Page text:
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Thinking “Cogito, Ergo Sum”

Majid Mumtaz Hussain
3 min readNov 1, 2019


“Cogito, ergo sum; I think, therefore I am… Rene Descartes”

Can this be negated?

We are thinking beings, we think without deliberate intervention, our attention griped by this phenomenon which exists, but then, is attention in itself not a form of thinking? Attention assumes this temporal abstracted form of one’s wider reality into a single concept, without completely dissolving this external reality, similarly generalizing, where one observes a rule, a pattern and searches for its consistency in other schemas.

These forms of thinking are parts of the larger universal described in Cogito, Ergo Sum; If I think, therefore I am, then in its most simplistic antagonistic shape, I don’t think, I don’t exist, I should evaporate, cease existence; but that does not happen, even abstractly.

Thinking is more than deliberated, focused thinking, which exists even when choosing not to think, a deliberate abstinence must intervene, as such there is nothing without thinking, ones comes back to “I Think, Therefore I am”.

While these forms are universal forms at a certain level, these are contents of the notion of thinking. Cogito, Ergo Sum, but with new insights on why “I Think, Therefore I am”, from this point, one can analyze this “I’s” finitude, it’s abstract negation.

If “I” is a state of self consciousness, one knows I as a conscious singularity formed into one’s desire, one’s will, which quickly moves into its own negation. I is one’s identity, one own inward bending reflection, mediated by what is not I, the other. In this way I am I, and not you, the other, yet this self inflicted negating identity is its universal within which I exists as duality of I and the other.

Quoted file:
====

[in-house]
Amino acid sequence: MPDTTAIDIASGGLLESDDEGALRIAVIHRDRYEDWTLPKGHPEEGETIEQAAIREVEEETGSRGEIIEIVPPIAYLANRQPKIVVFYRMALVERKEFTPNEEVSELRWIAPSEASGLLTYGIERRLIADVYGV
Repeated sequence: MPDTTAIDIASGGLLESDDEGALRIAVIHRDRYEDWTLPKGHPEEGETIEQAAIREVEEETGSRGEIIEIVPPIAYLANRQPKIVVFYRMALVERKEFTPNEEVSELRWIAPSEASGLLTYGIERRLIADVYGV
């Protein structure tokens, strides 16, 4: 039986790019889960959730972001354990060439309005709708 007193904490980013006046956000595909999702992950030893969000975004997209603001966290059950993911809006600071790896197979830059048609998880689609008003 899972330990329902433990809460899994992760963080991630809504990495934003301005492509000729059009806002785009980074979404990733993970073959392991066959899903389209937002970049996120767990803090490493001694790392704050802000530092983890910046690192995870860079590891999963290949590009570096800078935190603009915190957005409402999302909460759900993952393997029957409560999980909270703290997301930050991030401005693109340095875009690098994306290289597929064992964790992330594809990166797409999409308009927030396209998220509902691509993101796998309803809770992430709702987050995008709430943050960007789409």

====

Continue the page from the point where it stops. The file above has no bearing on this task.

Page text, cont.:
One’s negation into “I” is a reflective contradiction; one can not negate this I but only through the other its circle of identity is completed. Thinking exists within this intersubjective circle; I is not just I, it includes within its self an other, for example, if one stops thinking, one still is, only reduced to a reflective agent of the other, as such one is no more, but even in this reduced form of thinking one exists.

This intersubjective relationship assumes its thinking form from this duality of identity within universal; one can not become universal, identity negates this move by including in itself reflection from the other, the universal therefore exists outside this duality.

It’s inversion, if one views that universal necessitates the notion of identity, then the one and the other become unessential elements in this abstraction, on the other hand the universal corrodes need of identity. In this way, “I am, therefore I think” emerges momentarily just to collapses again into Cogito, Ergo Sum.

The point to grasps lies between this paradoxical wordplay, its actual form and its inversion; does “I” exist before one starts thinking, or, thinking gives this “I” its notion of identity? This can be cleared in this way, thinking exists within one, therefore one must exist before thinking, but for one to become I, thinking must fill this empty “one”, “I” therefore emerges when an empty subject is filled with thinking.

This becoming is mediated by universal, the force which shapes thinking. This universal is not collective inward reflection of ones and others, on the contrary it is the absolute which is reflected on the one and the other, assumed internally as such, vaguely a presupposition, a priori of this notion which becomes “I”.